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[liberationtech] New Citizen Lab Report

Ronald Deibert r.deibert at utoronto.ca
Thu May 21 04:12:59 PDT 2015


Hi LibTech

I am pleased to announce a new Citizen Lab report, entitled "A Chatty Squirrel: Privacy and Security Issues with UC Browser."  Links to the report and some supplementary documents, as well as a summary of key findings are outlined below.

The CBC is publishing a related news item here http://www.cbc.ca/news/canada/spy-agencies-target-mobile-phones-app-stores-to-implant-spyware-1.3076546

The Intercept is also publishing a news item here: https://citizenlab.org/2015/05/a-chatty-squirrel-privacy-and-security-issues-with-uc-browser/

A Chatty Squirrel: Privacy and Security Issues with UC Browser
https://citizenlab.org/2015/05/a-chatty-squirrel-privacy-and-security-issues-with-uc-browser/

Authors: Jakub Dalek (lead), Katie Kleemola (lead), Adam Senft (lead), Christopher Parsons, Andrew Hilts, Sarah McKune, Jason Q. Ng, Masashi Crete-Nishihata, John Scott-Railton, Ronald Deibert

Read our primer on mobile privacy and security.

Read the summary: Privacy and security issues with UC Browser.

Read the summary in Chinese: 啰嗦的松鼠:UC浏览器的隐私与安全问题

Overview

UC Browser is the most popular mobile web browser in China and India, boasting over 500 million users. This report provides a detailed analysis of how UC Browser manages and transmits user data, particularly private data, during its operation. Our research was prompted by revelations in a document leaked by Edward Snowden on which the Canadian Broadcasting Corporation (CBC) was preparing a story. The CBC contacted us requesting our comment. The document, apparently prepared in 2012 by Canada's signals intelligence agency, the Communications Security Establishment (CSE), noted the existence of security vulnerabilities in UC Browser. Given the Citizen Lab's ongoing research into popular Asian communications tools, and the possibility of vulnerabilities affecting a large number of users, we decided to conduct an independent investigation of UC Browser. While media outlets are publishing a story about the CSE document, we cannot determine if the problems we identify in UC Browser and that are described in this report are identical to those referenced in the 2012 CSE document.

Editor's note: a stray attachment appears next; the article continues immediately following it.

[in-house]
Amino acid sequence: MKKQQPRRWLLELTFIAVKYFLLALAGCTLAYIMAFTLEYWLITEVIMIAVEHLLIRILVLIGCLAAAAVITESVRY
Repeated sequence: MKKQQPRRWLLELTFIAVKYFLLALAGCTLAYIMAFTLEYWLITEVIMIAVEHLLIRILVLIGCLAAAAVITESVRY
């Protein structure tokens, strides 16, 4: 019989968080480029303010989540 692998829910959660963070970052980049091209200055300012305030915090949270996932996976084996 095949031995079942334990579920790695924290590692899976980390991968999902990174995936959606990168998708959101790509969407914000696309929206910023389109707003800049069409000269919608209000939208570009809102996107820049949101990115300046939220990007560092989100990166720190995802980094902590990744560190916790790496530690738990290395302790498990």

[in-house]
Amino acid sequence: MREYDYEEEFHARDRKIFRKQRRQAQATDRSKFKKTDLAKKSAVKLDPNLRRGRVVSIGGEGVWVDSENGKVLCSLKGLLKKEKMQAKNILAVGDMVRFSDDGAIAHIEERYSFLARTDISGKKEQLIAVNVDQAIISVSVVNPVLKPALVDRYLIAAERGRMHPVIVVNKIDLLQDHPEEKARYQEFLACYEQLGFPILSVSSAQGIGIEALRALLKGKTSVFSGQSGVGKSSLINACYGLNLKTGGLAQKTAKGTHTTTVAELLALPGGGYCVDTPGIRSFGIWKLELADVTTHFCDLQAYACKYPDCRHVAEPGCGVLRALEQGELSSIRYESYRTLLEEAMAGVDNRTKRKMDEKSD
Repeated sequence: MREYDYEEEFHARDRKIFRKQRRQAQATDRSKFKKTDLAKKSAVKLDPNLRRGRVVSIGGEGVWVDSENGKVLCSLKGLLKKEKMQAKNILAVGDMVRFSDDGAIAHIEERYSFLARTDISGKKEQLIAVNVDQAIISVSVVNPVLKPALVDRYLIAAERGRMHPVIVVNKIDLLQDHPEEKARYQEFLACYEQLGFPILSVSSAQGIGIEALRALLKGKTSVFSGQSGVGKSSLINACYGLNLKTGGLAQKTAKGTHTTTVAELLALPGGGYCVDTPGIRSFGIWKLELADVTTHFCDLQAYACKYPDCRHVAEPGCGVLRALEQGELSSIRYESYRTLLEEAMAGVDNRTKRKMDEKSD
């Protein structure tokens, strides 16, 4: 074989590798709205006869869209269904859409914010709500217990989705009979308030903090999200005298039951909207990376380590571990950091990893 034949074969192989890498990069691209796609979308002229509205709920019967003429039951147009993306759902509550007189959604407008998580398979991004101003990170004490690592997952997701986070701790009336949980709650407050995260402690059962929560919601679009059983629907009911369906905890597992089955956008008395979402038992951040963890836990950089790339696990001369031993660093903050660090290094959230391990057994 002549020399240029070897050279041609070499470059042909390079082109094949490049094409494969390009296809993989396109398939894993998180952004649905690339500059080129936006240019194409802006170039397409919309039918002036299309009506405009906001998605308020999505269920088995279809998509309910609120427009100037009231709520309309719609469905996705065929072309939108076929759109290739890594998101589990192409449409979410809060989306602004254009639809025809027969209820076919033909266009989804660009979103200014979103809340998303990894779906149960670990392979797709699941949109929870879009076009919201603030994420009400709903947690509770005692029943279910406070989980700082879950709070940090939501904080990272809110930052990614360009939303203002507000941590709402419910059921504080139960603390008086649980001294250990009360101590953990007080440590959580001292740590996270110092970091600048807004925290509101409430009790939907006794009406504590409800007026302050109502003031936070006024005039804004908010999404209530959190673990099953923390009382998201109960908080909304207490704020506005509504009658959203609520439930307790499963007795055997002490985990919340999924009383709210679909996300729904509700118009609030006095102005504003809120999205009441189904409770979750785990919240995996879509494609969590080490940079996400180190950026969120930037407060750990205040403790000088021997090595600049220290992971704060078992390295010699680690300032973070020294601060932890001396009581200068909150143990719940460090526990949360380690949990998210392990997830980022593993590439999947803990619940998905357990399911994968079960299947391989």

Summary of findings

We have identified a series of major security and privacy issues in the English language and Chinese language editions of the Android version of UC Browser. Our notification to the parent companies is described below in detail. We found that both versions of the application leak a significant amount of personal and personally-identifiable data; as a result, any network operator or in-path actor on the network can acquire a user’s personally identifiable information (including cellular subscriber information, mobile device identifiers, geolocation data, and search queries) through trivial decrypting of traffic or by observing unencrypted traffic. Specifically, the issues we found include:

Transmission of personally identifiable information and user search queries without encryption:

User data, including IMSI, IMEI, Android ID, and Wi-Fi MAC address are sent without encryption to Umeng, an Alibaba analytics tool, in the Chinese language version.
User geolocation data, including longitude/latitude and street name, are transmitted without encryption by AMAP, an Alibaba mapping tool, in the Chinese language version.